Jacques Bourgeois (Photography by Alex Rosa)

The charismatic board president reflects on the diversity of the event’s attendees, as well as the range of causes that are supported annually by Bunnies on the Bayou. “Now I feel like I can be a part of this, which for me is amazing. For a long time, I didn’t feel like I could be part of it.”

Bunnies on the Bayou 2024 will encompass the largest footprint in the event’s history (an increase of 67 percent over last year’s fundraiser) and will benefit 12 organizations—down from the typical 20. “We reduced our number of beneficiaries significantly, so we can invest back into the community ourselves and actually execute service-based projects,” Bourgeois explains.

DJ Marti Frieson, Grammy Award-winning artist Tracy Young, and emcee Blackberri, the Bearded Queen of Houston, will all be there to get the party started and keep it going throughout the afternoon.

During this pivotal year for the organization, Bourgeois and his team are already planning for the future as they react to the political climate in our state. With DEI and LGBTQ resource centers being outlawed in educational institutions and beyond, Bunnies on the Bayou is shifting to be more proactive in the community.

“We’ve been shifting the focus from just being a great party to getting people to understand that we’re here supporting communities.” —Jacques Bourgeois

“These laws affect our community as a whole,” Bourgeois emphasizes. “My board recognized that we need to not just focus on writing checks while being hands-off. We’ve come to the decision that that’s no longer something we can do. We have a five-year plan to build and establish our own community LGBTQIA Resource Center. Despite these laws being passed, services still need to happen. They’re not happening in kindergarten through 12th grade or in higher education, so it falls back on us as a community. We want to establish our own community resource center. Being a hub where everybody comes to us, we will utilize our extensive knowledge of how to run these programs, because we don’t fund anything that we don’t know how to do ourselves. A lot of what we’ve been doing these past few years is really shifting the focus from just being a great party to getting people to understand that we’re here supporting communities. That’s the root of what we do. We’ve always been here, we’re always going to be here, and we’re always going to be giving the most money.”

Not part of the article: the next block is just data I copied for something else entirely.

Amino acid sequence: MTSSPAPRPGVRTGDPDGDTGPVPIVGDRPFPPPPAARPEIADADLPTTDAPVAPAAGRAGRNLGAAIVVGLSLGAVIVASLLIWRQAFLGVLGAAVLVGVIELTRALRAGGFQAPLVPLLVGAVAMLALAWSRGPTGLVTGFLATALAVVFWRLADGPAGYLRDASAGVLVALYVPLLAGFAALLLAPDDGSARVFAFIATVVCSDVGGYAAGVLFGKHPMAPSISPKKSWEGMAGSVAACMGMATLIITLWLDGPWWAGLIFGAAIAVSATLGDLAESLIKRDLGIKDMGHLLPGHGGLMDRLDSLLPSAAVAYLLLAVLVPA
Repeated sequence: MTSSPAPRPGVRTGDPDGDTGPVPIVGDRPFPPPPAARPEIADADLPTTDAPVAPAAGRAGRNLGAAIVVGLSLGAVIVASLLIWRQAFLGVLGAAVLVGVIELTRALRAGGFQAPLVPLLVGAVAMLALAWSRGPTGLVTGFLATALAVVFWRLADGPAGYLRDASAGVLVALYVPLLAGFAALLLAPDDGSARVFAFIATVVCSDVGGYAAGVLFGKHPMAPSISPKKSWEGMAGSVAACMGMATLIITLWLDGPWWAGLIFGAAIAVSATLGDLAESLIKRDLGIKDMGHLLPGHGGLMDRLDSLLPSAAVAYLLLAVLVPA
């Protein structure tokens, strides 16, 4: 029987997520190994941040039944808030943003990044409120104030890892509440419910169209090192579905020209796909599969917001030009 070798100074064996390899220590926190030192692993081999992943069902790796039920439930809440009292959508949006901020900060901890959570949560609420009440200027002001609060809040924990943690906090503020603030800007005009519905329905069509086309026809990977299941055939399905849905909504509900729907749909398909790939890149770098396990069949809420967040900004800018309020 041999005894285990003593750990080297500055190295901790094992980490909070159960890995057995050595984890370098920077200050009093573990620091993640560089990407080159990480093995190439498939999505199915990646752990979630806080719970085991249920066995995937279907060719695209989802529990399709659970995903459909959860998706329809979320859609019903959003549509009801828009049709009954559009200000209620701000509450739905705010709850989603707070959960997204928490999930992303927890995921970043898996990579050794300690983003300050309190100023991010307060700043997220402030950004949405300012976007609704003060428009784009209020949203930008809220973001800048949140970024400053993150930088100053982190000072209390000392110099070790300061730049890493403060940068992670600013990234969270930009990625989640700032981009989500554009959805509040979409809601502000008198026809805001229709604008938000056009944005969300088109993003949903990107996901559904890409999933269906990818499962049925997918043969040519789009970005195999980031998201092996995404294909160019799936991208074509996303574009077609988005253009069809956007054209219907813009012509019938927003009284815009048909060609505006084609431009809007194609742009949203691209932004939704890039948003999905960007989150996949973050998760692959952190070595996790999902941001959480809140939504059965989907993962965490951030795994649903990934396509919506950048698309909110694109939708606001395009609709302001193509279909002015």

Bourgeois knows his days as the leader of Bunnies on the Bayou will ultimately come to an end, so he is determined to make an impact, alongside his team, while serving as president. “This is the way nonprofits need to be run,” he says. “Bunnies was set up with such care for the future and with regard to the past and the people who came before us. I’m not here to stay forever. I’m here to plant seeds for the next generation and for the future.”

WHAT: Bunnies on the Bayou 45
WHEN: March 31, 2024
WHERE: Sesquicentennial Park


Zach McKenzie

Zachary McKenzie is a marketing professional and freelance writer in Houston, TX. He received his bachelor's degree from The University of Texas at Austin in 2014 and has lived in Houston since. Zachary is a volunteer with Big Brothers Big Sisters and enjoys spending his free time with friends, exploring the richness and diversity of Houston.